“Listening to positive music may be an effective way to improve happiness, particularly when it is combined with an intention to become happier,” write psychologists Yuna Ferguson and Kennon Sheldon. Their study suggests neither a determination to be happy nor uplifting music are sufficient alone: It’s the combination that seems to do the trick.
Writing in the Journal of Positive Psychology,the researchers describe two experiments backing up their thesis. In the first, 167 students at a major Midwestern university listened to a 12-minute excerpt from one of two masterpieces of 20th-century classical music: Igor Stravinsky’s The Rite of Spring …
… or Aaron Copland’s Rodeo:
The Stravinsky work is, at times, harsh and jarring, while the melodic Copland is easily enjoyable.
Roughly half the participants were instructed “to consciously try to improve your mood while listening to this music.” The others were asked to “just listen naturally.” Afterwards, all were asked to express their mood, both directly (on a scale from very positive to very negative) and indirectly (by their reaction to a series of words including “joyful” and “satisfied”).
For those who listened to the Stravinsky, consciously attempting to be happier had no significant impact on their mood. However, among those who listened to Copland, the identical effort paid off: Those who consciously attempted to elevate their mood reported feeling happier, overall, than those who did not.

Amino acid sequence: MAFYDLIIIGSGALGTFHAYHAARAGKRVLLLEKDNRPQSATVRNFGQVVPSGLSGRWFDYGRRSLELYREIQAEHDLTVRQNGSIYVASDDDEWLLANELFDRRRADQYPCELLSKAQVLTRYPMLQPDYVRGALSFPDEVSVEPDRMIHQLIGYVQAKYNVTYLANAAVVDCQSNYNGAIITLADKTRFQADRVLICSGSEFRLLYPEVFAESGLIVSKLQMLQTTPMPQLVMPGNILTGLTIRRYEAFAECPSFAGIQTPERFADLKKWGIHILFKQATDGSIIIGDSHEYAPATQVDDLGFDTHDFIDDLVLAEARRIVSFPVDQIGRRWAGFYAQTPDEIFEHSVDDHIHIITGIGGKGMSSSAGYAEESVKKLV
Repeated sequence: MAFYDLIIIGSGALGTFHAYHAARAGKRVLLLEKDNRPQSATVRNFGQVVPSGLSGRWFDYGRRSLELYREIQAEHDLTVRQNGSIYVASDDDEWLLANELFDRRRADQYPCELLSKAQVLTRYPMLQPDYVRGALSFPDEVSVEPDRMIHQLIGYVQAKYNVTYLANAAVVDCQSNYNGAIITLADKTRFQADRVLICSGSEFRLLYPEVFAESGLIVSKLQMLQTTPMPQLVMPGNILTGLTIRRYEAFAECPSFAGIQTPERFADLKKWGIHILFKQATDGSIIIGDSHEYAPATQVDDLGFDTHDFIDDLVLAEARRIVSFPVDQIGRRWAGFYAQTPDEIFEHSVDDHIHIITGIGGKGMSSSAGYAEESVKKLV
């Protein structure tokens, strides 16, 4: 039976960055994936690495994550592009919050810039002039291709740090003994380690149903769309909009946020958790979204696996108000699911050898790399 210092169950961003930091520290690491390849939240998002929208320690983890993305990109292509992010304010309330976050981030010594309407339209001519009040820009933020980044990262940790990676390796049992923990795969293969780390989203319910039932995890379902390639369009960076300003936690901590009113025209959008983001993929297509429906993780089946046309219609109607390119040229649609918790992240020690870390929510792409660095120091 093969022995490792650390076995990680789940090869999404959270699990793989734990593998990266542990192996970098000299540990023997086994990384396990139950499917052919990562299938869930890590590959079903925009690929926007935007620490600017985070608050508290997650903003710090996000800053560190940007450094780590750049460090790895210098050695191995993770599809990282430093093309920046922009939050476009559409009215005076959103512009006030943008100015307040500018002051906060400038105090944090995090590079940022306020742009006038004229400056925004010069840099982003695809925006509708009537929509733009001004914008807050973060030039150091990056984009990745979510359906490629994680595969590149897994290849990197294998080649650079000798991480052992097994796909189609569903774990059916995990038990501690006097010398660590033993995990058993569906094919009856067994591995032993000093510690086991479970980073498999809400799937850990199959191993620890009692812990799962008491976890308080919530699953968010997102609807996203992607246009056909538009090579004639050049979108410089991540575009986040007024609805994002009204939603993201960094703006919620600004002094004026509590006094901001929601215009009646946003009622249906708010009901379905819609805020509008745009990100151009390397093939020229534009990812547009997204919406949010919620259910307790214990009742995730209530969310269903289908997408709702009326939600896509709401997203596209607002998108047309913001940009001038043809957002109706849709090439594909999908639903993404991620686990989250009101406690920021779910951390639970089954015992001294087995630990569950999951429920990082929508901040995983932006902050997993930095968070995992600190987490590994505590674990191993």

“This demonstrates that the combination of intentions and proper method is important in raising positive mood,” the researchers conclude—the “proper method” being, in this case, listening to music that is congruent with happiness.
In the second study, 68 students attended five lab sessions in which they listened to 15 minutes of music of their choosing. The pieces were from various genres, but all were “specifically chosen because they were thought to enhance positive mood.”
Half were instructed that, over a two-week period, they should “think a lot about their happiness and try to feel happier.” In contrast, the others were warned that “by focusing on your happiness, you risk distracting yourself from enjoying the music and the positive effects it may have on you.” Thus they should “attend to the music rather than focusing on your happiness.”
At the beginning and end of the two-week period, they filled out a standard survey designed to measure how happy they felt. The researchers found “a larger increase in subjective happiness” among those who consciously worked at elevating their spirits. This suggests that “the will to become happier,” combined with music that evokes positive emotions, can be a powerful combination.
It all brings to mind Roger Miller’s novelty song of the 1960s, You Can’t Roller Skate in a Buffalo Herd, in which the singer lists a series of impossible pursuits before adding, “But you can be happy if you put your mind to it.”
It appears he was right, with one caveat: You need to “put your mind to it” while listening to happy music, like the clever songs of Roger Miler.